Clang Records – Clang 042 – June 10th 2016
Hans Tammen’s Music for Choking Disklavier was one of the first albums to be reviewed here on Aural Aggravation, back in December last year. Deus Ex Machina finds Tammen continue to explore the possibilities of instruments when played in a fashion they were not designed to be played. Since 2000, Tammen has been working with the ‘Endangered Guitar’, and tirelessly developing its functionalities.
Tammen’s website summarises this ‘Guitar-Controlled Live Sound Processing’ in a fshion that’s more intriguing than explicitly instructive: ‘The Endangered Guitar is a journey through the land of unending sonic operations, an interactive hybrid between a guitar and a computer. The software “listens” to the playing, to then determine the parameters of the live sound processing. The guitar is the sound source, but the same sound is also used to control the software. Sounds of the guitar are processed in realtime, pitch and various other parameters of the actual playing serve as control source of the processing. Currently, additional control sources are provided by a Leap Motion Controller.’ Technical yet simultaneously vague, what it boils down to is that Tammen has devised a guitar / computer hybrid, and in 2004 her introduced a random element to the software.
Tammen’s collaboration with Lars Graugaard under the Infernal Machines moniker, which came out earlier this year, was more about utilising the Endangered Guitar in a tempered, moderated and counterbalanced way. In contrast, this live recording, the title of which references the theatrical practice of lowering a ‘god’ character on stage using a cable device in order to resolve a troublesome situation in the plot of a play, and in which Tammen casts himself the role of the actor, lowered to the stage to daringly intervene, is built on improvisation and a wide-ranging exploration of the hybrid instrument’s capabilities.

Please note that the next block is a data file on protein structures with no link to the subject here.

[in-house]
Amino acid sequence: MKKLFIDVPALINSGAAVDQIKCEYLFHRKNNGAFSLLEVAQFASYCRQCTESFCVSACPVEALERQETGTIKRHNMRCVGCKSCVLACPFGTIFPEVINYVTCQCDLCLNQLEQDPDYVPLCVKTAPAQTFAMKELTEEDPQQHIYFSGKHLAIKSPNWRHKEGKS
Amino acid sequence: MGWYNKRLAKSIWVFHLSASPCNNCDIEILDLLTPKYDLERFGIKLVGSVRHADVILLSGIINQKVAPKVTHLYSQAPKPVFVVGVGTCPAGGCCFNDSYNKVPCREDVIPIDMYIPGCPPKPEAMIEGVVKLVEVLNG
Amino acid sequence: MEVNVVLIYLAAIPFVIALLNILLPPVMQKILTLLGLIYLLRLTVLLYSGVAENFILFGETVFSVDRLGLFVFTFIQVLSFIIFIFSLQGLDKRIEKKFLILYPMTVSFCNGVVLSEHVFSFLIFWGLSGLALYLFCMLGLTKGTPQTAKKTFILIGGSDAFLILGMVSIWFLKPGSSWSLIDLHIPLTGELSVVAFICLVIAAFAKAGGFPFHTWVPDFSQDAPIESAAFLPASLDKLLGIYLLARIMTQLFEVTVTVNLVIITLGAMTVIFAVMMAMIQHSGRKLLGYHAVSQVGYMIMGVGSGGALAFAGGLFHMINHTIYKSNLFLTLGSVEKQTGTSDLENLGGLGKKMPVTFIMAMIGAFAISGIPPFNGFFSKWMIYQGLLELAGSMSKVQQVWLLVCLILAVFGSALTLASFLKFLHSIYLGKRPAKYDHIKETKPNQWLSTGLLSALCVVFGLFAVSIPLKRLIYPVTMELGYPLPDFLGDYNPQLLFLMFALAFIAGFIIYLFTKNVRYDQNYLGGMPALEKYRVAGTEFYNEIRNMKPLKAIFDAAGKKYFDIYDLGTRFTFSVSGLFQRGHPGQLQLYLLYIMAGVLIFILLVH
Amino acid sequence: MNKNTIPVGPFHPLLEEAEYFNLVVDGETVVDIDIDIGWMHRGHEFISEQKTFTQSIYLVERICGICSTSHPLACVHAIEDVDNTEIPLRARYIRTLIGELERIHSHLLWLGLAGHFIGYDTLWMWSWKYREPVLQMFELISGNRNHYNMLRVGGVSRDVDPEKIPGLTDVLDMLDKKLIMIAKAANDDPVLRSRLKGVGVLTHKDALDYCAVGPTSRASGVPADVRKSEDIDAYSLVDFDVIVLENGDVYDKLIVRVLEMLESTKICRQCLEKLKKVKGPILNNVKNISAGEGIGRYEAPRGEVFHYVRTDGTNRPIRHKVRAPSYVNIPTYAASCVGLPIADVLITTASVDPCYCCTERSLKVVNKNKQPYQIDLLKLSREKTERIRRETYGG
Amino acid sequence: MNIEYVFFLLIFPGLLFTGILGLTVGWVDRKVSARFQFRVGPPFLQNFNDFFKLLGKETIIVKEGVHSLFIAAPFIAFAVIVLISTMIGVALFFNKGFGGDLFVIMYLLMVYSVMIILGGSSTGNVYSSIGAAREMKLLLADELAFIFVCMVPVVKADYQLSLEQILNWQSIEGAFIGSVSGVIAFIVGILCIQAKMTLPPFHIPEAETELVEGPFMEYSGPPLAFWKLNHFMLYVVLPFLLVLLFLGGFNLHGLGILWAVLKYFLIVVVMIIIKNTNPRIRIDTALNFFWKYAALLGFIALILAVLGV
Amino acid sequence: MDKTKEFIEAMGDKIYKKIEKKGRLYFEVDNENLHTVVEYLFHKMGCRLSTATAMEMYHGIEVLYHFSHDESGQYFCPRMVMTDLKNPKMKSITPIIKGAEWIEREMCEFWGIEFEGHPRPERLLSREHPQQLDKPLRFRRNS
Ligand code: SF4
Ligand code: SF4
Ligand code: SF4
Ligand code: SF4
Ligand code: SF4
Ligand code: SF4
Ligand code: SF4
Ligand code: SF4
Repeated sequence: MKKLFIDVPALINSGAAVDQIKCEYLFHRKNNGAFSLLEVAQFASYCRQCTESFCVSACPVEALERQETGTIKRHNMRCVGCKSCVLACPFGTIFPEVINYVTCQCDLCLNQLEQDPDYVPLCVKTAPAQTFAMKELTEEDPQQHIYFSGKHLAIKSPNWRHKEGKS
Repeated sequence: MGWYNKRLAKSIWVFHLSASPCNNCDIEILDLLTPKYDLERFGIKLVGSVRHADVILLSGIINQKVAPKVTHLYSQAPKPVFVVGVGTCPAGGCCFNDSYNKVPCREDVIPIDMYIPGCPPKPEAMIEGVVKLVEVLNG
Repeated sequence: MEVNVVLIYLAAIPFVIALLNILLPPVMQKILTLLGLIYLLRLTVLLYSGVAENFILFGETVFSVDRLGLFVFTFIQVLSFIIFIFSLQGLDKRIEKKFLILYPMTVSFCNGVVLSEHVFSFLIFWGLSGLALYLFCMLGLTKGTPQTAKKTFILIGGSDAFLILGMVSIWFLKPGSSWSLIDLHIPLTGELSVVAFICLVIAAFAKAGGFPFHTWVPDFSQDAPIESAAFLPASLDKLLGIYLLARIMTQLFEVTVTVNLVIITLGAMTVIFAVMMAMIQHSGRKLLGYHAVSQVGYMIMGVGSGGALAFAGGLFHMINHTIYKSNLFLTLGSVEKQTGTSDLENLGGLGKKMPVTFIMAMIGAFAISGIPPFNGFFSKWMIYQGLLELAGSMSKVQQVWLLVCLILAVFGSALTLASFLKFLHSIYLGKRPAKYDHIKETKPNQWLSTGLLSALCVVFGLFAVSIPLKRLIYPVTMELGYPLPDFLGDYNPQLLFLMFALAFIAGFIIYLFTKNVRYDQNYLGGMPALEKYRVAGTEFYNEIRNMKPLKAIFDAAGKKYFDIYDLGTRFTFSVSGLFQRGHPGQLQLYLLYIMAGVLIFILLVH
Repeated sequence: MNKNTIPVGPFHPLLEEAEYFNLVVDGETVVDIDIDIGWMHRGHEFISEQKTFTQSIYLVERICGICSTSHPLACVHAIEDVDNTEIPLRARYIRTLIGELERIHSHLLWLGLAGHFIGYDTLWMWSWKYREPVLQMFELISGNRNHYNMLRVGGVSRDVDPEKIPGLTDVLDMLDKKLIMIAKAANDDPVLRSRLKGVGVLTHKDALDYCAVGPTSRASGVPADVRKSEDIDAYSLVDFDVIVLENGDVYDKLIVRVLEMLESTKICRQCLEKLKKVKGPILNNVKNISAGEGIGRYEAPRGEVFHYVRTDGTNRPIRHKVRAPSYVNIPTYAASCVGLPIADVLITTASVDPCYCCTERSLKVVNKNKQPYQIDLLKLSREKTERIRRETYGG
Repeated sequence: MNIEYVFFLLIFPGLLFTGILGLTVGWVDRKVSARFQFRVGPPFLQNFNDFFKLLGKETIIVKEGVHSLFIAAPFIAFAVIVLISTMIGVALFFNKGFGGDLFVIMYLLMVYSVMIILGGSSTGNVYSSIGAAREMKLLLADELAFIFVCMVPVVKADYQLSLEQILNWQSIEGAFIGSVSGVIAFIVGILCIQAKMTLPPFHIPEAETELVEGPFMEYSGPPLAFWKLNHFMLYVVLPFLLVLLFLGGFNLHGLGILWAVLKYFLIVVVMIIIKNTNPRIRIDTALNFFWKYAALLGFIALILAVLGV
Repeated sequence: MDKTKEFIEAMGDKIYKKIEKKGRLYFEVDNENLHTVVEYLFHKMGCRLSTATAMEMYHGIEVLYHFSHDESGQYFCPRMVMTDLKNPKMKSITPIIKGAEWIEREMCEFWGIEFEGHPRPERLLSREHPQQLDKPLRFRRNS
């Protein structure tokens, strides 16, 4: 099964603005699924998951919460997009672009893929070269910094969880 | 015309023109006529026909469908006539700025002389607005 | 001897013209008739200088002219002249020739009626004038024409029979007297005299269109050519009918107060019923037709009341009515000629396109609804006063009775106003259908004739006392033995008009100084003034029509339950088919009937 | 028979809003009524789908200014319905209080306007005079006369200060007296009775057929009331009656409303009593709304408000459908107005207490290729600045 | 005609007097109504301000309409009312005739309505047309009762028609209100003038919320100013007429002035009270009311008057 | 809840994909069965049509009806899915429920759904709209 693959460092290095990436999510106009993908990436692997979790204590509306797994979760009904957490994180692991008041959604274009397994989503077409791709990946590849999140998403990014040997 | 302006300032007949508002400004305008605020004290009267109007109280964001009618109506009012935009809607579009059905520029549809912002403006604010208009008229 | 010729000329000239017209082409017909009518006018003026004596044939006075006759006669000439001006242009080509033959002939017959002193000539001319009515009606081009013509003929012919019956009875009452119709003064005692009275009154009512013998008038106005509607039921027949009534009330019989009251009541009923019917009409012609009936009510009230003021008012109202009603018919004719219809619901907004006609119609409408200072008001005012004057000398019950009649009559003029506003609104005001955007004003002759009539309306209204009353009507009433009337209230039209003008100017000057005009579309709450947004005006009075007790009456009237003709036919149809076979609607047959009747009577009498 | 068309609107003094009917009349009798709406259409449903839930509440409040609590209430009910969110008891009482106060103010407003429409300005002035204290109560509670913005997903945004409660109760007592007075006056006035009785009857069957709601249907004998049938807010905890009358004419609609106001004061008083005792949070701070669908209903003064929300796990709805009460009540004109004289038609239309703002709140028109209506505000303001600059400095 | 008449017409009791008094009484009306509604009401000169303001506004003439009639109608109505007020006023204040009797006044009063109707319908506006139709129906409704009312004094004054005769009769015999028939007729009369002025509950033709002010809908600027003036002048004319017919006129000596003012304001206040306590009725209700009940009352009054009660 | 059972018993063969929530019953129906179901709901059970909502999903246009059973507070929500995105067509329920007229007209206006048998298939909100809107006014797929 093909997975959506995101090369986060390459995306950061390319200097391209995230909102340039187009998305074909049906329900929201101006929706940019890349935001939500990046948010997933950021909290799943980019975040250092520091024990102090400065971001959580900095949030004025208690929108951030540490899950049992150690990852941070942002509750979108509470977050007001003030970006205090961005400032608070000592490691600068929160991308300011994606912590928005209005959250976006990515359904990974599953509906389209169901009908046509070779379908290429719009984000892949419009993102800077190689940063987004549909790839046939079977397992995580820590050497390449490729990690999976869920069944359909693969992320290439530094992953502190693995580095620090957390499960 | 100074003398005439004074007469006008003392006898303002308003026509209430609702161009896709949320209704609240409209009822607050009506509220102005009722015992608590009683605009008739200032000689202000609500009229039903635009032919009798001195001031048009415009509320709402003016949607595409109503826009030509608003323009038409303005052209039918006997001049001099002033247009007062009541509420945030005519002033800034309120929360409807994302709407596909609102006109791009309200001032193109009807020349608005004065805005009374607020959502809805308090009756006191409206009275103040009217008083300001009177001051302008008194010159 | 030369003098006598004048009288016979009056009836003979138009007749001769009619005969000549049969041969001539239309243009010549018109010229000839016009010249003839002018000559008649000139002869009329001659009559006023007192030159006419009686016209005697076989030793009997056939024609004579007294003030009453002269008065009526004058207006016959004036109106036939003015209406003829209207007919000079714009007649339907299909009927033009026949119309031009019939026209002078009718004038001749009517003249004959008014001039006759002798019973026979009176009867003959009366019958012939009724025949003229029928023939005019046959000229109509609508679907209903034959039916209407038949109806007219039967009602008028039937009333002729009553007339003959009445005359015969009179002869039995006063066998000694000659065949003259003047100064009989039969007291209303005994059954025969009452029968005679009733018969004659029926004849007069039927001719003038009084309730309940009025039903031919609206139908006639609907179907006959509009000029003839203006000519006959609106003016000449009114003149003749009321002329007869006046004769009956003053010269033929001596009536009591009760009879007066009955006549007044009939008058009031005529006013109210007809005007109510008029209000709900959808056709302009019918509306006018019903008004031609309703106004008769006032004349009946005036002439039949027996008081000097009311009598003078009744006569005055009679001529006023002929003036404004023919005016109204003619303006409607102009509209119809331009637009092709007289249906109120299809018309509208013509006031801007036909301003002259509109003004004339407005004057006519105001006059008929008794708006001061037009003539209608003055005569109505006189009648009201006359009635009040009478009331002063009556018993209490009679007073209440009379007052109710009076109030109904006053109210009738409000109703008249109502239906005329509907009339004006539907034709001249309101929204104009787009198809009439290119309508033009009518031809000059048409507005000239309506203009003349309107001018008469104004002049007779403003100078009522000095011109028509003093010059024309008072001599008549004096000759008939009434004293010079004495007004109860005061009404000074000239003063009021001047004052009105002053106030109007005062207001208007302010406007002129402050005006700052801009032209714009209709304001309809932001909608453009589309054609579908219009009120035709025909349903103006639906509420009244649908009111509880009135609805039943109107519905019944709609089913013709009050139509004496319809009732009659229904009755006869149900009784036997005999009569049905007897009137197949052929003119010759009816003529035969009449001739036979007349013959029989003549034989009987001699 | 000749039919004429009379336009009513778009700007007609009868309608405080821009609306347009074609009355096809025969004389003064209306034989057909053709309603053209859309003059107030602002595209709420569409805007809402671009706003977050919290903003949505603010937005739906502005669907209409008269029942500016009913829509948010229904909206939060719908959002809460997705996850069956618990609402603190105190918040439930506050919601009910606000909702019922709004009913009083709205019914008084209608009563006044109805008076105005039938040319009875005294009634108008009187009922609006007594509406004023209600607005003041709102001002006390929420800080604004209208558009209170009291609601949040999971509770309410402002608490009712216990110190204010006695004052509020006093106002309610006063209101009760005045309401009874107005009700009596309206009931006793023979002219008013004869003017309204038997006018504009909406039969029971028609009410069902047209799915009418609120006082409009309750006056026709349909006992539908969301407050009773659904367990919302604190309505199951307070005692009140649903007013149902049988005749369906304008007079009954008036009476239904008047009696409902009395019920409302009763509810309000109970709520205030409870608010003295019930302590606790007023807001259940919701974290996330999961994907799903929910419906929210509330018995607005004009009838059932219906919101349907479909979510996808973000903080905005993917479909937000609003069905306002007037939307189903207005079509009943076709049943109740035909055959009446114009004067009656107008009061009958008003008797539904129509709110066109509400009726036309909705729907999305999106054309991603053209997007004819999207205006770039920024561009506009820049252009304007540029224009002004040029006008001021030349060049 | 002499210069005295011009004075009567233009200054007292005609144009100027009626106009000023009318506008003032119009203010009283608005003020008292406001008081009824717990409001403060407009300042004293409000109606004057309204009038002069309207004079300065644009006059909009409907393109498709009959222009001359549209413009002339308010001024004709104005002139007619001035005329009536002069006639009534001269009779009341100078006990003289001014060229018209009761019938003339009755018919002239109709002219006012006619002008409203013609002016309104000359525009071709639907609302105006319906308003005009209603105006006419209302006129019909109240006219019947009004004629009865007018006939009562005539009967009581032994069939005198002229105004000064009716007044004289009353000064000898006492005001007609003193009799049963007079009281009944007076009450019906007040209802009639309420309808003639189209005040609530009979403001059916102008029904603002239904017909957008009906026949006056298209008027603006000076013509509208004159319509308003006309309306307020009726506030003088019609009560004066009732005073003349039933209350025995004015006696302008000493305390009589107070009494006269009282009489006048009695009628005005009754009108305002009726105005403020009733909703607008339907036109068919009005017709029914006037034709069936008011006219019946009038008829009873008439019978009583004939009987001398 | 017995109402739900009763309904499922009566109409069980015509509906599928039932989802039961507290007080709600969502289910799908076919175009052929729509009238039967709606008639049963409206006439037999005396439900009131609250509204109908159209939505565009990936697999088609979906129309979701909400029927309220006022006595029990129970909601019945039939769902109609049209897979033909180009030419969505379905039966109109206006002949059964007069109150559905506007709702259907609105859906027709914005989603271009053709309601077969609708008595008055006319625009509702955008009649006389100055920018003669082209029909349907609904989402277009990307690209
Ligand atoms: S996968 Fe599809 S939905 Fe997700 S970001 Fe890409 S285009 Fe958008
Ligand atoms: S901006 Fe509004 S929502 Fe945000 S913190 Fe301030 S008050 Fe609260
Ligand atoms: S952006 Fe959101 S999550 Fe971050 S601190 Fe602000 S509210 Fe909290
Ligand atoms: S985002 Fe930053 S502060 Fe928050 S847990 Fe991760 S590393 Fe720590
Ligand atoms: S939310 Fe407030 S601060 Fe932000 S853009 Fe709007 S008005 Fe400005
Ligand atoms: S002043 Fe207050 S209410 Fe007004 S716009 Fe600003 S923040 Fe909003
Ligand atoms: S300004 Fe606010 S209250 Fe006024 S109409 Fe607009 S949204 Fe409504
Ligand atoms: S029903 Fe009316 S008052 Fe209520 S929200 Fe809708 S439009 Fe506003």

Tammen writes of the computer crashing while performing, and of how wildly unpredictable the whole setup is, and this very much translates into the audio captured on the album.
Scratched overdriven chords and discords splinter and snarl. Massive, distorted, overloading sludged-up Sunn O)))-like drones rumble on… and on… walls of sound collapse in on themselves. Pickups cut in and out intermittently, feed back and crackle. Occasionally, recognisable notes – albeit notes that sounds like a version of Metal Machine Music are distinctly audible. There are no tunes to be found here, and often, it doesn’t even sound like a guitar. On ‘Transaxle’, the guitar effects the sound of violin strings being scraped, against a droning, wheezing sound like a deflating bellows, while on ‘Interlude at Rake’, it conjures a techno sound, replicating synth stabs and booming bass beats. Rapid, looping modulations, bleeps and squiggles replicate the effect of analogue synths, with sounds which would be at home on a track by Factory Floor or Whitehouse, and elsewhere, dark ambient passages hum, rumble, grind and billow and grating industrial barrages relentlessly assault the senses. At times, it hurts. But it’s also entertaining and often enjoyable: Deus Ex Machina is sonically challenging and one can’t help but contemplate just how the sounds of a guitar can be mutated in real-time to create the diverse and sometimes utterly insane sounds captured here. It’s by no means a novelty album, either: the concept of the Endangered Guitar may sound like something of a gimmick, but Tammen demonstrates that his leading preoccupation is with innovation for the purpose of creating new sound, and more importantly, creating something with those sounds.